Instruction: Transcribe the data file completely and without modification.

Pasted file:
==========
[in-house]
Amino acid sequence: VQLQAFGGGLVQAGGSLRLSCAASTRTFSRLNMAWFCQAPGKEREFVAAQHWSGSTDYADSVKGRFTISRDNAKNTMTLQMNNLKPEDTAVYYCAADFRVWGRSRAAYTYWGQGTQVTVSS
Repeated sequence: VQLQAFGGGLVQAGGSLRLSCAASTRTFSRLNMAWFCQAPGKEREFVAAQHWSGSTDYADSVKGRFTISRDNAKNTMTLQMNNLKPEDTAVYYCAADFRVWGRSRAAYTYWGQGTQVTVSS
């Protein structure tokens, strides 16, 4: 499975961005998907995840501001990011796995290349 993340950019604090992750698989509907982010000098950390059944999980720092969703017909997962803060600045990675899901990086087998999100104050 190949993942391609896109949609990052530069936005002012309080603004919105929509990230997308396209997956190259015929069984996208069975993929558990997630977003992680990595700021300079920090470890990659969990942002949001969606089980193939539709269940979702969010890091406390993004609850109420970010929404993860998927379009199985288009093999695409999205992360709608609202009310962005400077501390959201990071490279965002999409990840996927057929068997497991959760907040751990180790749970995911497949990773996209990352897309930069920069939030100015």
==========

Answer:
[in-house]
Amino acid sequence: VQLQAFGGGLVQAGGSLRLSCAASTRTFSRLNMAWFCQAPGKEREFVAAQHWSGSTDYADSVKGRFTISRDNAKNTMTLQMNNLKPEDTAVYYCAADFRVWGRSRAAYTYWGQGTQVTVSS
Repeated sequence: VQLQAFGGGLVQAGGSLRLSCAASTRTFSRLNMAWFCQAPGKEREFVAAQHWSGSTDYADSVKGRFTISRDNAKNTMTLQMNNLKPEDTAVYYCAADFRVWGRSRAAYTYWGQGTQVTVSS
């Protein structure tokens, strides 16, 4: 499975961005998907995840501001990011796995290349 993340950019604090992750698989509907982010000098950390059944999980720092969703017909997962803060600045990675899901990086087998999100104050 190949993942391609896109949609990052530069936005002012309080603004919105929509990230997308396209997956190259015929069984996208069975993929558990997630977003992680990595700021300079920090470890990659969990942002949001969606089980193939539709269940979702969010890091406390993004609850109420970010929404993860998927379009199985288009093999695409999205992360709608609202009310962005400077501390959201990071490279965002999409990840996927057929068997497991959760907040751990180790749970995911497949990773996209990352897309930069920069939030100015």